Yakovlev Design Bureau is one of the largest designers and producers of combat, commercial transport, and business aircraft in Russia. In the early 1990s Yakovlev teamed up with IAI (Israel) to design and manufacture the Yak-48 Astra-IV twin-turbofan business jet. Almost immediately after studies on two bizjet models /Yak-48 and Yak-77/ began, Yakovlev was approached by Israel Aircraft Industries /IAI/ which at that time was considering similar designs. The two companies decided to join efforts. They signed a general agreement in 1992, in which the sides determined their relations and divided the market. This agreement provided framework for the Galaxy development. Yakovlev would be responsible for overall design of the fuselage and wing for the Galaxy, which could also be used on the Yak-48. The Galaxy is in fact a Westernized version of the Yak-48 with Pratt & Whitney engines and Collins avionics. Under this agreement Yakovlev secured rights on its drawings as intellectual property and also that to sell Yak-48 inside CIS and certain countries in Asia and Middle East. The market for the Yak-48 was estimated at 200-250 units. However, economic difficulties in Russia by de-facto reduced Yakovlev's share in the Galaxy project to contractual work with IAI.
With the political and economic situation in Russia unstable in the mid-1990s, IAI decided not to order Galaxy production to Saratov as it had been proposed by Yakovlev. Instead, the production line was set up in Israel, with fuselage parts production performed in France. The Yak-48 project was cancelled.
The Yak-48 family of aircraft are intended for transportation from 30 up to 50 passengers at the distances 4700 - 2500 km correspondingly. The business version of aircraft can fly with 4 - 12 passengers at the distances 6800 - 6600 km. Yak-48 family aircraft have common airframe, equipment, and power plant. They differ in fuselage and passenger salon length and passenger equipment set. The level of comfort in passenger salons corresponds or surpasses the level of comfort in modern aircraft of that class.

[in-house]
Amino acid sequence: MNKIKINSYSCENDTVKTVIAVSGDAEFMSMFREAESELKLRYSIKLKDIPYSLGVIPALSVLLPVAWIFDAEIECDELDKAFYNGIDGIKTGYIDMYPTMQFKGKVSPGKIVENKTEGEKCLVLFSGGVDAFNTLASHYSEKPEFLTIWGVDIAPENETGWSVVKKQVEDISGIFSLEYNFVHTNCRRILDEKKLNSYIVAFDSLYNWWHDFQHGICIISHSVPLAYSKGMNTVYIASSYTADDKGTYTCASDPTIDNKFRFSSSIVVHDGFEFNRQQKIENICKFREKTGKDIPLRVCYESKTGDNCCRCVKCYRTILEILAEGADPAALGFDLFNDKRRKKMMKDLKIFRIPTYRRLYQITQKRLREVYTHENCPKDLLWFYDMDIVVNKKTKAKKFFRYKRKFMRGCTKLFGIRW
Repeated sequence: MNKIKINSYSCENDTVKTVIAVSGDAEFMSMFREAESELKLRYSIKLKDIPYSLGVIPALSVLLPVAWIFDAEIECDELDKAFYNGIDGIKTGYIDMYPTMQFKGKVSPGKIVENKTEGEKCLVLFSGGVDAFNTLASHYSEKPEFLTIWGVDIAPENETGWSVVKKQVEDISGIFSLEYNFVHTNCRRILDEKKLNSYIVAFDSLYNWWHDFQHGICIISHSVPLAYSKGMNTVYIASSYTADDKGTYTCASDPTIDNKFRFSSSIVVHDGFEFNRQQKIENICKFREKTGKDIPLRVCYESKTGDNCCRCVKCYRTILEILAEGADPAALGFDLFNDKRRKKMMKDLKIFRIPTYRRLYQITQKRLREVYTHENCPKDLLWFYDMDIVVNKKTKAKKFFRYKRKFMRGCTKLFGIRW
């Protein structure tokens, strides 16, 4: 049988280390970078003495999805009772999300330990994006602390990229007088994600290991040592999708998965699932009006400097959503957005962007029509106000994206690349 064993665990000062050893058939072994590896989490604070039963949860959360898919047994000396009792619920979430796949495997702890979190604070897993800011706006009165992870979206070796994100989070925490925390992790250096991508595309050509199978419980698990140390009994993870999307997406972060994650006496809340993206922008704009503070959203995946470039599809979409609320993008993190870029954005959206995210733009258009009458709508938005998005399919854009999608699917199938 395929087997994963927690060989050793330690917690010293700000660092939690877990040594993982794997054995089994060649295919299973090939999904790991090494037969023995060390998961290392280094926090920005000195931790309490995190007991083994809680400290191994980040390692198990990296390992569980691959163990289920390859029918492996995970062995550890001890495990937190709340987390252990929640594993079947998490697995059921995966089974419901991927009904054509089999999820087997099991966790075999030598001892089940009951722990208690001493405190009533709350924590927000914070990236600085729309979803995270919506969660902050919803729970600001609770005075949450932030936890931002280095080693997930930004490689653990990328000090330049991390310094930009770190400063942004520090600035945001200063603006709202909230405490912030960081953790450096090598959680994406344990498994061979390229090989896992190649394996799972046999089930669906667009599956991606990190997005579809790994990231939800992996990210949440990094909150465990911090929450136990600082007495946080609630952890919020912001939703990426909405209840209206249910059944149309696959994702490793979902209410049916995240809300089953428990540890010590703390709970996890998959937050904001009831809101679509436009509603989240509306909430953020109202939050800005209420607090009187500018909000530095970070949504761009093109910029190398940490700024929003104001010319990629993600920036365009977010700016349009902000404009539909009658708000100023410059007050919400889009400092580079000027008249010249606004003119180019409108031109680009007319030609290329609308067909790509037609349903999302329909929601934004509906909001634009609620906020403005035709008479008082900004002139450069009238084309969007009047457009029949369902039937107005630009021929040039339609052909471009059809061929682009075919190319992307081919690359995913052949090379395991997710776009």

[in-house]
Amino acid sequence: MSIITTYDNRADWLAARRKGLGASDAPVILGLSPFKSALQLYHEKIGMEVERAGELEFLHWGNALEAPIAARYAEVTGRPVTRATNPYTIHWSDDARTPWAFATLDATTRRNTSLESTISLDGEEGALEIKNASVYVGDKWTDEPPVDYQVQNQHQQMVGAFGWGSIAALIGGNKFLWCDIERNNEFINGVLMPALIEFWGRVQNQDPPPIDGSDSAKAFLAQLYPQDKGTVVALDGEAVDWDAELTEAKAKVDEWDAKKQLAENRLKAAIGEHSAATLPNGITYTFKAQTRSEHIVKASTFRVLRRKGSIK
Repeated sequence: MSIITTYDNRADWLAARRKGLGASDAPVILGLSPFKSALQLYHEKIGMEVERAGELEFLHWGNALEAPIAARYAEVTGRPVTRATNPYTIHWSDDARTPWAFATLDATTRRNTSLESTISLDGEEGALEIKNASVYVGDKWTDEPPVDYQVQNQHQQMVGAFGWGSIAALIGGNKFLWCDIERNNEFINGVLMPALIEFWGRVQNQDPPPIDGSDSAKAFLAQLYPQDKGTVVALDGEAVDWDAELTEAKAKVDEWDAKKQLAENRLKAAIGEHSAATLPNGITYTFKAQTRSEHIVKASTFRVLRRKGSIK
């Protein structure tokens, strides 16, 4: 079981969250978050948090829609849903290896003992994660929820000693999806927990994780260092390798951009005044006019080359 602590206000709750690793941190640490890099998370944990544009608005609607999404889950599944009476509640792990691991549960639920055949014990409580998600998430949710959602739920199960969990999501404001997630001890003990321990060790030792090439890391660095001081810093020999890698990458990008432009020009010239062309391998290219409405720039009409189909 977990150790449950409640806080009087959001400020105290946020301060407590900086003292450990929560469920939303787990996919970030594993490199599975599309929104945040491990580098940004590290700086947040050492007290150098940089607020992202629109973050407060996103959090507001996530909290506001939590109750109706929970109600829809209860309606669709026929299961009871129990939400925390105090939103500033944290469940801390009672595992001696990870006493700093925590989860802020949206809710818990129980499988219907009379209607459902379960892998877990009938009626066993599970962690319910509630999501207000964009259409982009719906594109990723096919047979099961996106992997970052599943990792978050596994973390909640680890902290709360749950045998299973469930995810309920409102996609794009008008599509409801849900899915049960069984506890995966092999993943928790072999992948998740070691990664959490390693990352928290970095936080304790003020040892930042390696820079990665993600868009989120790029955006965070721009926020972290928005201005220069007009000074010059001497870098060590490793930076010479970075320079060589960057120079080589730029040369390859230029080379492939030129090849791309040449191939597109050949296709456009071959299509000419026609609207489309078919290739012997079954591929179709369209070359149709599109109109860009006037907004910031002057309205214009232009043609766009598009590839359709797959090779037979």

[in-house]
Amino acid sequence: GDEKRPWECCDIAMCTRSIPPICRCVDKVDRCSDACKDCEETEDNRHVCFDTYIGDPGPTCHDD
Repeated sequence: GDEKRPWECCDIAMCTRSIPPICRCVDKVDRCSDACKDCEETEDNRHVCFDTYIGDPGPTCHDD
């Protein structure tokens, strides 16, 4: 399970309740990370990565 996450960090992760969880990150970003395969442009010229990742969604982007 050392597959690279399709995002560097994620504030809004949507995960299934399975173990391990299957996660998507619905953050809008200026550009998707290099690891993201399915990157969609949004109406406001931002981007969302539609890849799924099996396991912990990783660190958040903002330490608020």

Marketing studies performed by JSC A.S. Yakovlev Design Bureau and some western companies show that there is a great potential demand in aircraft of that class on all world airlines.
The basic power plant consists of two AI-22-2 engines with 3800 kg thrust each. A number of other foreign and Russian engines could be installed optionally. The aircraft are supposed to be equipped with Russian radio equipment and avionics. The western type avionics can be installed optionally to provide: landing minimum according to ICAO Category III conditions, phone and fax connection in flight through satellite communication.
The Yak-48 family aircraft with different passenger capacity, ranges of flight and basing conditions are developed on the basis of optimal combination of passengers' comfort and flying performance for flexible and successful promotion on market. The Yak-48 family aircraft are developed in compliance with AP-25 regulations and meet FAR-25 requirements. The aircraft certification is planned for 2007. The Yak-48 unified aircraft family provides: wide envelope of operational abilities and adaptation to different airlines requirements; optimal combination of fleet from regional and business aircraft to meet the airline requirements in terms of passenger capacity, flight ranges, avionics and basing conditions; aircraft modification for special missions (aerial photography, geological survey, air ambulance, patrol, trainer and etc.).
The aircraft design is developed in compliance with progressive maintenance methods and automatic diagnosis systems that provide aircraft operation and repair by state approach for: operational cost reducing (12 - 15%); application of flexible procedures of maintenance and repair adapted to foreign servicing infrastructure; reducing maintenance time intervals typical on level with best foreign aircraft of that class. The aircraft design and operational perfection provide life time equal to 60 000 flight hours at 10 - 12 flight hours per day schedule.
The many years the project was shelved were not spent in vain: this allowed the Ukrainian engine-maker ZMKB Progress to finish development of the AI-22 engine and put it to the test. This new power plant is intended for the Tu-324 50-seat jet, but it also suits well the Yak-48. Should the latter aircraft be re-launched, series engines would be ready in time for production aircraft.
The latest products developed at the Progress ZMKB are the small Ai-450 engine designed for the Kamov Ka-226 and Ka-228 helicopters as well as the AI-22 turbojet bypass engine for the Tupolev Tu-324 and Yakovlev Yak-48 executive aircraft. The AI-22 fan engine is designed to be installed on the prospective Tu-324 and Yak-48 aircraft models. It complies with the International Civil Aviation Organisation's every requirement for noise pollution and contaminants emission. KMPO has invested a considerable amount of its own funds in the making of the AI-22 and is set to roll out mass production. The design of the engine is stipulated by the Federal Target Programme for Civil Aviation Development until 2015, but the projects were suspended due to a lack of financing. The city of Zaporozhye-based Motor Sich and Kazan's Engine Building Production Association, KMPO, have jointly manufactured 6 prototypes of an AI-22 engine.
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